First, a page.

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In Ford-Kavanaugh Hearing, Sen. Hatch Again Defends The Accused

Image of Sen. Orrin Hatch in judiciary hearing.
Associated Press Live Stream

Sen. Orrin Hatch didn’t believe the woman who accused a Supreme Court nominee of sexual harassment in 1991.

27 years later, Hatch defended another nominee, Brett Kavanaugh, against “unsubstantiated, uncorroborated claims from his teenage years.”

Hatch criticized Democrats on the Senate Judiciary Committee for “sitting on” allegations of sexual abuse against Kavanaugh, President Trump’s nominee to replace retired Justice Anthony Kennedy on the U.S. Supreme Court, raised by Dr. Christine Blasey Ford for weeks.

“Serious allegations have been raised. If Judge Kavanaugh committed sexual assault, he should not serve on the Supreme Court,” he said.

Utah’s senior senator also cited “anonymous letters with no name and no return address” and “porn star lawyers” as contributors to the “circus atmosphere” surrounding Kavanaugh’s confirmation process.

“This is worse than Clarence Thomas, and I didn’t think it could get any worse than that,” he said. Hatch famously brought a copy of “The Exorcist” to Thomas’ 1991 hearing to suggest that his former employee, Anita Hill, had made up accusations of sexual harassment against him.

The 84-year-old senator, who will retire at the end of this Congress, said earlier Thursday that Ford was an “attractive, good witness” and that he did not find her testimony “un-credible.”

Like all Republicans on the Senate Judiciary Committee, Hatch and Utah Sen. Mike Lee did not question Ford directly during her testimony, relying instead on the Arizona prosecutor hired to handle her cross-examination.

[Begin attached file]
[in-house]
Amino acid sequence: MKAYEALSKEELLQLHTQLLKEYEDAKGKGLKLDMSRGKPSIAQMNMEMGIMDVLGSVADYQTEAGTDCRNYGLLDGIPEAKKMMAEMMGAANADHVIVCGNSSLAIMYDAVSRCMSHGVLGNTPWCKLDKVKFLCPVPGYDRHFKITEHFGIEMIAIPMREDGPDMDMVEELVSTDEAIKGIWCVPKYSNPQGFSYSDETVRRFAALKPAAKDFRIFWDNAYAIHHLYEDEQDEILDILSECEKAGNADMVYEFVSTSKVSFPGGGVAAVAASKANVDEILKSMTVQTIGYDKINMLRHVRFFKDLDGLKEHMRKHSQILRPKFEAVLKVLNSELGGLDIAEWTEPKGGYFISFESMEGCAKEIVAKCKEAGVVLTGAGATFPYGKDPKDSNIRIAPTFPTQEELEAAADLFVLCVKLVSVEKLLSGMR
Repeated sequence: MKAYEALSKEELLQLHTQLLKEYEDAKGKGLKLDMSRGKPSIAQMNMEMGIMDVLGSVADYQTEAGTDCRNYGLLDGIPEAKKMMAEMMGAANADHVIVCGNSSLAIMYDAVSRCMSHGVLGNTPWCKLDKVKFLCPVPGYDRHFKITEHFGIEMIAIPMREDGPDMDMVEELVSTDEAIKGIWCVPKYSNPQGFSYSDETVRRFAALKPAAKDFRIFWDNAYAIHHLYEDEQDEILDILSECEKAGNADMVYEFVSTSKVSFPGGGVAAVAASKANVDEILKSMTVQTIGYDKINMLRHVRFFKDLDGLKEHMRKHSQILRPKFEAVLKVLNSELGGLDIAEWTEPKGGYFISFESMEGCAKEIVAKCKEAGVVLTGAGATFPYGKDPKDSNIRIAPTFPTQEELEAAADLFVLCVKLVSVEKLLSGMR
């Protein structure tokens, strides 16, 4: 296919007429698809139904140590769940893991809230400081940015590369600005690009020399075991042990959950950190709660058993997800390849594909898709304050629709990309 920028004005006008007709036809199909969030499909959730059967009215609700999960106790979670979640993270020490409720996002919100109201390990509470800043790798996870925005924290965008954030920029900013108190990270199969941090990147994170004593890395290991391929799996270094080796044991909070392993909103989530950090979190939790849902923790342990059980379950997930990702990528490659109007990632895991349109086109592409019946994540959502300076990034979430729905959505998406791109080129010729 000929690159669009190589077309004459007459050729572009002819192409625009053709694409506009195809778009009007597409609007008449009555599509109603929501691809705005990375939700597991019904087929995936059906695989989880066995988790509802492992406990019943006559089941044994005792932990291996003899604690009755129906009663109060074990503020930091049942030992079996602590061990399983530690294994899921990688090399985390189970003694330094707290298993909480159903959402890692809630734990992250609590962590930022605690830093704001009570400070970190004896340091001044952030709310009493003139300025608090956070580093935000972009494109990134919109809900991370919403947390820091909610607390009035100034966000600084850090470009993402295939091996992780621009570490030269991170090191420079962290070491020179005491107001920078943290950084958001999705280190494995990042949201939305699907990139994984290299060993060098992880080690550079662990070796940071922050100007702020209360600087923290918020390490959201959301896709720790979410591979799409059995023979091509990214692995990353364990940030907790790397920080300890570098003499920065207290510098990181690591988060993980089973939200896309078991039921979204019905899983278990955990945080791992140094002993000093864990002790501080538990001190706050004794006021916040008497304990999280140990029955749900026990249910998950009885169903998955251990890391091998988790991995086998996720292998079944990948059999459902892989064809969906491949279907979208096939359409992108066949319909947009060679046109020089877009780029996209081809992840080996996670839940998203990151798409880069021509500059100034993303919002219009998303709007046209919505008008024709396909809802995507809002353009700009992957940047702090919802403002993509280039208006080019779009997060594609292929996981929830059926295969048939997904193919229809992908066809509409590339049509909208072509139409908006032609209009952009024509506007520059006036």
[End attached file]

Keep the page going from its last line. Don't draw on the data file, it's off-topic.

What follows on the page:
But when it came time to question Kavanaugh, Republicans abandoned their prosecutor and addressed him directly.

“When did you first learn of Dr. Ford’s allegations against you?” Hatch asked Kavanaugh, who said he found out on Sept. 16 when the Washington Post first published the accusations.

“Isn’t that amazing,” said Hatch, before asking whether Ranking Member Sen. Dianne Feinstein, D-Calif., raised the allegations with Kavanaugh privately prior to Sept. 16. “No,” said Kavanaugh.

When Ford’s allegations were first made public, Hatch said he believed she was “mistaken” and that he believed Kavanaugh, who denied the encounter.

But Ford, a California psychology professor and researcher, said under oath that she is “100 percent” sure that it was Kavanaugh, and not another boy, who held her down, groped her and tried to remove her clothes in a bedroom at a high school party in the early 1980s.

Kavanaugh angrily denied all allegations against him and said they have “destroyed” his family.

Committee Democrats continued to call for an FBI investigation. Sen. Richard Durbin, D-Ill., at one point challenged Kavanaugh to call for an investigation himself to clear his name.

“Let’s bring them in here and now,” Durbin said. “An FBI investigation is the only way to answer some of these questions.”

Republicans angrily rebuked that idea again and again.

“For the love of all that is sacred and holy, participate in the committee investigations that have been going on,” said Utah Sen. Mike Lee. “If you have questions for Judge Kavanaugh, ask him. He’s right here."

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